As we headed towards Broadway and 42nd street, hoping to get lucky and score tickets to an evening show, my mom's name came up on Chris' phone. Immediate panic crossed over both of our faces. I answered and told my mom my coordinates in the city as she asked. She told me not to get excited but that there had been a bombing in Boston and that she thought it would be a good idea to get out of the city. I grabbed Chris' hand and we headed towards the station. We had no clue when the next train was leaving or what had happened in Boston and we were both nervous and frustrated. On one hand, I wanted to get the heck out of the city; I was scared and did not want anything to happen to Chris or I. I was worried but relieved that nothing had happened to my family. On the other hand, no one else seemed to know that anything was going on. Everyone seemed oblivious. It upset me that our day of fun had to come to an end. I felt out of my element and uncomfortable in the terminal and luckily the train was ten minutes from leaving. The train was packed and I wondered if others were headed home due to the high alert warnings in New York. I asked Chris what high alert meant, and he explained that they bring in more forces. I thought about how there is no real preventative action that can be taken. I was happy that we got out of there. But I was disappointed about our day. I drifted off to sleep with Chris' arm on one side of me and the passing scenery on the other.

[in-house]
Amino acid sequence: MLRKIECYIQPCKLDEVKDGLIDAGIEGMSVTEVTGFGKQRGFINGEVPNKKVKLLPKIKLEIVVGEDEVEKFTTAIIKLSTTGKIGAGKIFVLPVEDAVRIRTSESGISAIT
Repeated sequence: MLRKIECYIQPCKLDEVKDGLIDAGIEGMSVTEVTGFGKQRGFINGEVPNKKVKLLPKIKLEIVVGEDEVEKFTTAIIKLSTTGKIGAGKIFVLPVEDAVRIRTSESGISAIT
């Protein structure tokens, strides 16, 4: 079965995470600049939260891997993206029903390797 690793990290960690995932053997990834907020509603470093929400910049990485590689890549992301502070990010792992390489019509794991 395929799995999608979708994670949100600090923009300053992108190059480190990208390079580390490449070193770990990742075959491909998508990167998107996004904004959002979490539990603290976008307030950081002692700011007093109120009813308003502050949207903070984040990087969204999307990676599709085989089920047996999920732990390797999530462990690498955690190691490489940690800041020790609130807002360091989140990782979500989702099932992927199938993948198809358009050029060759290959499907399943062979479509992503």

Our day in the city made me think about how everyone's lives are touched differently by their experiences. I don't think it's possible for any two people to experience the same things. I have been a New Yorker for the majority of my life, but I have never been a NYCer. When ever someone asks me where I am from out of state and I say New York, they automatically assume that I am from the city. Not everyone knows that New York is not just a city. But the city is a big part of it. Half of those residents of New York State live in New York City. That's crazy. So many lives in such a small little area. Those that live there are very brave. Which train would they rush to if their mom was worried about them? Do you know I saw three blind people in my five hours in the city. Of all the places I would want to live if I were blind, the city would not be on my top one hundred list. I am definately not a city girl. No way, no how. I would rather stack 450 bales in a barn than be able to touch my neighbor through my window. Brave people. They really are.